The Stranger Diaries by Elly Griffiths

The Stranger Diaries: a gripping Gothic mystery perfect for dark autumn nights by [Griffiths, Elly]Elly Griffiths is best known for her detective novels, the Ruth Galloway series and the Stephens and Mephisto series, and I'm a big fan of both (reviews here). The Stranger Diaries, however, is a standalone mystery that, although it does feature a police investigation, reads to me more like a psychological thriller.

Claire Cassidy is writing a book about RM Holland, a fictional writer of ghost stories (think MR James) best known for a short story called The Stranger. She's also an English teacher at a secondary school which is partly located in what used to be Holland's house - as someone who also went to an ordinary comprehensive school that was mostly ugly and modern but a small portion of which was an old mansion house, I identified with this location quite strongly. One day her friend and colleague Ella is murdered, and at around the same time, strange notes start to appear in Claire's diary. Who is writing them, how are they getting into the house, and how are they connected to Ella's shocking death?

As well as Claire's point of view, there are also portions of the story narrated by Georgie, her teenage daughter, who has secret creative writing ambitions of her own, and by DS Harbinder Kaur, the police officer assigned to the murder case. The multiple points of view work well here. One of my common complaints about the psychological thriller genre of late is how smugly affluent and middle-class the protagonists seem to be, and Claire is very much a character in that mould, but the key thing here is that this is acknowledged, often acerbically, by the no-nonsense Harbinder.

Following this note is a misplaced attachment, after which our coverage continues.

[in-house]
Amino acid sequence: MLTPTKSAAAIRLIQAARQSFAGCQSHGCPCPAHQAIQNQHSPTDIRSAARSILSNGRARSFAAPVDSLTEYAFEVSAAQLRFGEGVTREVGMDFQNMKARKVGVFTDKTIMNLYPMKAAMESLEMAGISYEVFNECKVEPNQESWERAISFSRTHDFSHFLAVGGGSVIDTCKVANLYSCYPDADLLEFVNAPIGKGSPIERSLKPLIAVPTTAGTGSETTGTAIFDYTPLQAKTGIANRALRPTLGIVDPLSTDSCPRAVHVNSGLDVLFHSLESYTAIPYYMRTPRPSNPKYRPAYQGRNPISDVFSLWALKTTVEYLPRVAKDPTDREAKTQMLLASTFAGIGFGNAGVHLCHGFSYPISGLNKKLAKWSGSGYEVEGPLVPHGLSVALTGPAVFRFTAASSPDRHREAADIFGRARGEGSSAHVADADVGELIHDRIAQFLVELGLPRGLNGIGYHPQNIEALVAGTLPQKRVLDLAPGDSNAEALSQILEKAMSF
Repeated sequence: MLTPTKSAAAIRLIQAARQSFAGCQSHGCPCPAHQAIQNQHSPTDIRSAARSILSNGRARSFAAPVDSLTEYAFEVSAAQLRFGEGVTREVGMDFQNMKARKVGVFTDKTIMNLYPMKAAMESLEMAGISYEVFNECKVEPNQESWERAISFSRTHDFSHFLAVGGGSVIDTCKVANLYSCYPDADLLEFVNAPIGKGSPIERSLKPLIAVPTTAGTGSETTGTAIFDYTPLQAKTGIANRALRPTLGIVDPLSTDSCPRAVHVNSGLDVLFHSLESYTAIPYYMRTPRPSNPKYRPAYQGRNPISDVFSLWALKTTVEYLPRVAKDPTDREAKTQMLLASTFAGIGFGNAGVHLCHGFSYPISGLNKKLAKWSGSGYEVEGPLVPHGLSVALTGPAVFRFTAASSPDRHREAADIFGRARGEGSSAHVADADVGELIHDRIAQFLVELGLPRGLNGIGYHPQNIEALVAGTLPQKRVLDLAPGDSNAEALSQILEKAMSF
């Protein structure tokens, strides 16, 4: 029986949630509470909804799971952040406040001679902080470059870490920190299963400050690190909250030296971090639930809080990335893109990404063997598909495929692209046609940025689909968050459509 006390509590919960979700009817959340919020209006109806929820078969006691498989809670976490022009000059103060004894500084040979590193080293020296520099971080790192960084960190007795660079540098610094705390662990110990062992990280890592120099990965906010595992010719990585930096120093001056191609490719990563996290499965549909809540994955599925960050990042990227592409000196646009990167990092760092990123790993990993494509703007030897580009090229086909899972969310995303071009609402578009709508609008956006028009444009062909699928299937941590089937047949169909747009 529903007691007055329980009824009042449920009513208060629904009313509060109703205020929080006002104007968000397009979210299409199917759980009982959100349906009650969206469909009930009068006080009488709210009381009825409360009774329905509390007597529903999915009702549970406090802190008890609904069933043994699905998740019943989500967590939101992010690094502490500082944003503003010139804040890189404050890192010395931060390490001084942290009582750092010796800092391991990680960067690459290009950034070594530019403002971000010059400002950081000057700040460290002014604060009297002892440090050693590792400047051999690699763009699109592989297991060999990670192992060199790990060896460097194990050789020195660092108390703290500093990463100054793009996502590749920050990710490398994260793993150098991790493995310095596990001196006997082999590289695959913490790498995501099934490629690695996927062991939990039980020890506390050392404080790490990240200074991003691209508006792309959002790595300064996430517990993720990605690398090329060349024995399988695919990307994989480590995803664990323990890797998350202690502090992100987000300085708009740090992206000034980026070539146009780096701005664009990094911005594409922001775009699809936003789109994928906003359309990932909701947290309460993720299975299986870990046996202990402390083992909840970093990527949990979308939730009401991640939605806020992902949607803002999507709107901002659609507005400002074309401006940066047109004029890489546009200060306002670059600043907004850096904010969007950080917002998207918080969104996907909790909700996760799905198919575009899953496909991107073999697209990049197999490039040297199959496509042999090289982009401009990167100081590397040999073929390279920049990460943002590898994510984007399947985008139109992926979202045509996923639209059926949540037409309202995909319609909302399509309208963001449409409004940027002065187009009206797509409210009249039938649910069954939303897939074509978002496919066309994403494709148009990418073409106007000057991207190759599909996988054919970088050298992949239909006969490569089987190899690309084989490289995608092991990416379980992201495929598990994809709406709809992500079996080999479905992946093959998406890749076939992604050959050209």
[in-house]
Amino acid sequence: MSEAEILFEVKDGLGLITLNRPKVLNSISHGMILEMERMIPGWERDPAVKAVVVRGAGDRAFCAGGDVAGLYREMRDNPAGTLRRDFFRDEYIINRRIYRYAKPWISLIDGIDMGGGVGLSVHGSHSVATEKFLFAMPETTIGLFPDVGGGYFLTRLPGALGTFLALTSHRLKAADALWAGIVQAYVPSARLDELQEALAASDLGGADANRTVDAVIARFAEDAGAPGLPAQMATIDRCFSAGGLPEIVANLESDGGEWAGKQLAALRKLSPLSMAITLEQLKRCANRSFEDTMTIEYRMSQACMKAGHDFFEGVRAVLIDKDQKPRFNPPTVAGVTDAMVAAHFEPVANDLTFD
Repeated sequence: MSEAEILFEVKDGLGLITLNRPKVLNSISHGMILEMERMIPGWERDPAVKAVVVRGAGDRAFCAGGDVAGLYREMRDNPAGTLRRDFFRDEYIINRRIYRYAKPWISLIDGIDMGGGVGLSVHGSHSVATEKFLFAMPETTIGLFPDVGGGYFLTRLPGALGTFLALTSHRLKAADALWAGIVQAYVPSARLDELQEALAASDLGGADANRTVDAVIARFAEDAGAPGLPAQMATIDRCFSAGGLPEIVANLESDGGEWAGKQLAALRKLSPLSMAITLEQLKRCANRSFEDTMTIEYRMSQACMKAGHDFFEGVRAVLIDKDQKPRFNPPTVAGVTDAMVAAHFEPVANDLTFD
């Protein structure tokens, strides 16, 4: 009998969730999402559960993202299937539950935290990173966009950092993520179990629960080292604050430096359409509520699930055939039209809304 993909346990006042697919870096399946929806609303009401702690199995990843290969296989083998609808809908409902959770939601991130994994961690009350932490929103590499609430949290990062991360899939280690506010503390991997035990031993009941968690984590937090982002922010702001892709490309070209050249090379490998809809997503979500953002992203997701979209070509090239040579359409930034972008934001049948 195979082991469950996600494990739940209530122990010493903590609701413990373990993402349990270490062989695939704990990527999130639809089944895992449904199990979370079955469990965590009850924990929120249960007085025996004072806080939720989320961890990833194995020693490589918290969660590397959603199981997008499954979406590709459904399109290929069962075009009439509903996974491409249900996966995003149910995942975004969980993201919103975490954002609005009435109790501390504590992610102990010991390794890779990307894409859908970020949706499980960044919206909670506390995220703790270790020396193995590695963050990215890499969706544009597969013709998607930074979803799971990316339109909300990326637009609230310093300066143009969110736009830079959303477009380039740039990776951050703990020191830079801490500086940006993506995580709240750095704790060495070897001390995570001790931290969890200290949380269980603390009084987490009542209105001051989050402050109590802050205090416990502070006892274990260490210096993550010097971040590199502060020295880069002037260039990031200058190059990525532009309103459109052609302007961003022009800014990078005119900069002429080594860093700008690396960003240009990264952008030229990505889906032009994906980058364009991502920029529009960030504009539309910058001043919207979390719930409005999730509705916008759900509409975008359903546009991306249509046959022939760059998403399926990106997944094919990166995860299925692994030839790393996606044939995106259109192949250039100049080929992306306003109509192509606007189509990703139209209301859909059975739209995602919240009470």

The plot escalates gradually in this book, which is strong on atmosphere and sense of place, although when the mystery is actually solved at the end, it feels a little rushed  and a little more explanation and exploration of motive might have helped - in some ways, the conclusion felt as if it came from a different sort of book. There's also an additional element, touched on by Harbinder when she recalls a terrifying incident she witnessed as a pupil at the school where Claire works, that I'd like to have seen developed - as it is, it feels like a slightly out-of-place add-on. However, this novel is creepy and cleverly-plotted with believable, well-observed characters and the story felt fresh and original. It certainly did keep me turning the pages - and, as it's set in the approach to Christmas, it's a particularly good read for a dark December night.